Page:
Tuesday, October 25, 2005

Impatience and night turning into day

A few days ago, we went to IKEA and drove home at about 10:30. The highway was extremely busy because it was peak shopping time. Behind us were cars. One car in particular keep on flashing his light and blowing his horn at us. What can we do? The traffic light was red and there were lots of cars in front of us. And then he had a bright idea, he decided to drive on top of the pavement. There are hardly any pedestrians here anyways, so perhaps he thought that the pavement was an extra lane for impatient drivers like him. Just then the lights turned green and it was our turn to move. The impatient car on the pavement however was stuck, because there was a huge cement pillar round the corner and he was stuck behind it. And the rest of us refuse to allow him to cut in.

So much for refusing to stay in queue.


The inability (or refusal) of the locals to queue is legendary. A friend related to us how one afternoon he was queuing up to buy some food for iftar. Then came two local men, both refusing to queue, both went directly to the front of the queue. So the men in the line asked them why they didn't join the queue like everyone else. The local's answer was, "But I am fasting!" He was indignant that the rest didn't see things from his point of view. But he seemed oblivious to the possibility that everyone else in the queue was fasting too!


One reason I love it in B@hrain was that when the locals here try to cut the queue there, the locals there refuse to serve them and ask them to join the back of the queue. Somehow they get away with it over here.


A friend told me how she called the hospital to make an appointment to see a physiotherapist at a local hospital. The operator asked, "Is 1 o'clock Ok ma'am?" "Sure," she replied. And so the operator repeated, "So ma'am you can see Dr X at 1 am on 28th October," and put the phone down.

1 am?? Who makes appointments to see Drs at 1 am? Apparently here they do!


Another friend related to me how she received a phonecall at 11:45 pm from a hospital confirming her appointment with the Dr the following day. 11:45 pm? Is that considered a decent time to be calling people up?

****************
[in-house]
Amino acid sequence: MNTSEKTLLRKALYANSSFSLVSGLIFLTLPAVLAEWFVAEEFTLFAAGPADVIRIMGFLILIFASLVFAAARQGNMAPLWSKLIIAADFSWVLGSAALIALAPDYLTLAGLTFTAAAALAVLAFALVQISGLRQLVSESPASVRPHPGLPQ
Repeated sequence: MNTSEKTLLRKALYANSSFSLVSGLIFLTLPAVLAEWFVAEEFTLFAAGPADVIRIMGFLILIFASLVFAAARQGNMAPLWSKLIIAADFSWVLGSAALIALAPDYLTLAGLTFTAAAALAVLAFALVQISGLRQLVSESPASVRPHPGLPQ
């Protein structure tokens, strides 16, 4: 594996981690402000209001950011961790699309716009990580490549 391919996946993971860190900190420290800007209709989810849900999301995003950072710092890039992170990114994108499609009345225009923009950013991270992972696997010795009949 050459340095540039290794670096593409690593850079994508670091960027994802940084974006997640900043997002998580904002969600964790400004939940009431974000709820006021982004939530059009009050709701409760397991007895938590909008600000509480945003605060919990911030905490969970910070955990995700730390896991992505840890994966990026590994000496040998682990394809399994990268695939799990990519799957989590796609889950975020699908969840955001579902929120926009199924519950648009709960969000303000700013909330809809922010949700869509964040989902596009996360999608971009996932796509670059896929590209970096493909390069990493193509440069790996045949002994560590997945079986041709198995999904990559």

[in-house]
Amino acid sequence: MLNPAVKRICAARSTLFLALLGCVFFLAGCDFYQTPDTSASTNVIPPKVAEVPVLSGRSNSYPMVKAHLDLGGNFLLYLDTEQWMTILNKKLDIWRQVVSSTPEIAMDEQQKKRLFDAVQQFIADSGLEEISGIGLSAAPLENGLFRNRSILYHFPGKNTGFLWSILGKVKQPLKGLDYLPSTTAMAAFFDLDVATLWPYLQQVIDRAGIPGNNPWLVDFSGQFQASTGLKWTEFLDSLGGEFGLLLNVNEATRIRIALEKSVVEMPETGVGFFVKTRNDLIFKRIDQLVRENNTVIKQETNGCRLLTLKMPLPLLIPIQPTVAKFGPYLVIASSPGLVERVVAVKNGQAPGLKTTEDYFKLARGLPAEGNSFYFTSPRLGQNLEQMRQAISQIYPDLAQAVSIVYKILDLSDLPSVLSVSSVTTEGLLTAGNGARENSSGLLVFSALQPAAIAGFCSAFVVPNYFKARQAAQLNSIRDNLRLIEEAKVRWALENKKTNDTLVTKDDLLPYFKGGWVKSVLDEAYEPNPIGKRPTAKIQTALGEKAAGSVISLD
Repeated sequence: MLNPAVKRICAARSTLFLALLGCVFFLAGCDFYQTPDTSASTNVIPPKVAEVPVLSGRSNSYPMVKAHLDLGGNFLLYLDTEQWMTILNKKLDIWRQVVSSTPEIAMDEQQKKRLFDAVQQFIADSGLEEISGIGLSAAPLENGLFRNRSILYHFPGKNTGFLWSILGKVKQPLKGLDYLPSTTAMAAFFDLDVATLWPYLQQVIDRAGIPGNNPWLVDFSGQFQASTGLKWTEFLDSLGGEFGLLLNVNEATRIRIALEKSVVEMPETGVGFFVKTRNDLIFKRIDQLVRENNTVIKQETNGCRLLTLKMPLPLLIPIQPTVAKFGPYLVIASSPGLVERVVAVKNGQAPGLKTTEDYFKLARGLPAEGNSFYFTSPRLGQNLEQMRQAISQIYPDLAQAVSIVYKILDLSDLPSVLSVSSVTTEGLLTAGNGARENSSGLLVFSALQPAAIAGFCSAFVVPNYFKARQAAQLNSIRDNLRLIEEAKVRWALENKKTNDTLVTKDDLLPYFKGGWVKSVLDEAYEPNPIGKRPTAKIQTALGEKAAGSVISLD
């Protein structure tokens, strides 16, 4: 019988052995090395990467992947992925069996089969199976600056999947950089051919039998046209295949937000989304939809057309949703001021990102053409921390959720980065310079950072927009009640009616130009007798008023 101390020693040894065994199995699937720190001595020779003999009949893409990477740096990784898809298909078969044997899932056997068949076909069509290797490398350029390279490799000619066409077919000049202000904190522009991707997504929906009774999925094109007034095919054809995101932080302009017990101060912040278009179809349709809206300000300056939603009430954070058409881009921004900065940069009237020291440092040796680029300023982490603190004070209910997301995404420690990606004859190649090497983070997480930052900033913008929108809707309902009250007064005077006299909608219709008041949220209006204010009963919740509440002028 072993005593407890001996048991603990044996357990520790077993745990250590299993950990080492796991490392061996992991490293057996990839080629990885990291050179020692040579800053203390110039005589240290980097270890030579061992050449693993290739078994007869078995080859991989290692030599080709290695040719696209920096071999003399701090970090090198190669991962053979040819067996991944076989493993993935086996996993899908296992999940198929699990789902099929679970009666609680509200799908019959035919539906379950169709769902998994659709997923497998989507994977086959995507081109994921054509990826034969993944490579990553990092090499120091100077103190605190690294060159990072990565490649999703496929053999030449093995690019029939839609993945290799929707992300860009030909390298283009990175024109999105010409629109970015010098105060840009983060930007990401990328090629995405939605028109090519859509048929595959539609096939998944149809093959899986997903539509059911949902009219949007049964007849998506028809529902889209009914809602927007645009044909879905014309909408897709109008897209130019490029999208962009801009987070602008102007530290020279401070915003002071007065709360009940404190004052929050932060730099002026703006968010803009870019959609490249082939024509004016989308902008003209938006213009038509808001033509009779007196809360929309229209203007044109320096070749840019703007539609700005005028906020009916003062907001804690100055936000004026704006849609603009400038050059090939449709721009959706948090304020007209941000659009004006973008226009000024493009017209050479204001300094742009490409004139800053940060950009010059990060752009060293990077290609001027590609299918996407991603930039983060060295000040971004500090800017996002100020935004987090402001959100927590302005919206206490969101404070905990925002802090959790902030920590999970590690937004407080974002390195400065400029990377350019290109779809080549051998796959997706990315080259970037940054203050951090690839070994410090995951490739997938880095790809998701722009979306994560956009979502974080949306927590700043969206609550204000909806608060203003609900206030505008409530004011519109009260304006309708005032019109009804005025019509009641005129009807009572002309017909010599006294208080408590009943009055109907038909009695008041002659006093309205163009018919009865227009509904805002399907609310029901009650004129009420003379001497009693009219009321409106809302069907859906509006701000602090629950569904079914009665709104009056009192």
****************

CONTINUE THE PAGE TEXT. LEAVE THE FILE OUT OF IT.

Just over a week and hopefully things will turn back to normal.


ailin...in aalborg said...

queuE. I know, it looks a bit odd.

Sunflora said...

Wahahah thanks Ailin. It must be because I am fasting that I am losing my spelling ability hahaha.

dr in the house said...

Yeah, this just reminds me of the time when I did Hajj and umrah. The pushing and shoving. I thought they only do that during tawaf, saiee or melontar. I was shocked when a lady pushed us aside whilst we were negotiating to buy something at the counter. Imagine! Agaknya tak ada istilah 'queue' dalam bahasa Arab kot?

Lollies said...

my God what a culture!

Leen Ash Burn said...

And to think I once shouted at an aunty nonya because she cut my queue for a cab in Pudu hehehhe. Kalau I were in your shoes mesti dah carik gadoh big time.

atiza said...

when I'm in my PMS mood, I'll just 'laser' those who cut queues..esp. at the LRT station..most of the time I just let them be...nak terkucil sangat kot..itu yang tak menyempat-nyempat

anasalwa said...

it's amzaing isn't how these people play dumb to cut the lines. And I've been noticing these play-dumb-cut-queeu-indidividuals are the loudest whiners and complainers.

madnessinvain said...

If me, i'll whack him off. Verbally of course.

auntylela said...

Now we know why our Nabi Mohammad saw was sent down to the arabs!
SA, pernah tinggal Jepun kan?
Org Jepun have special teknik to wait and wait and wait!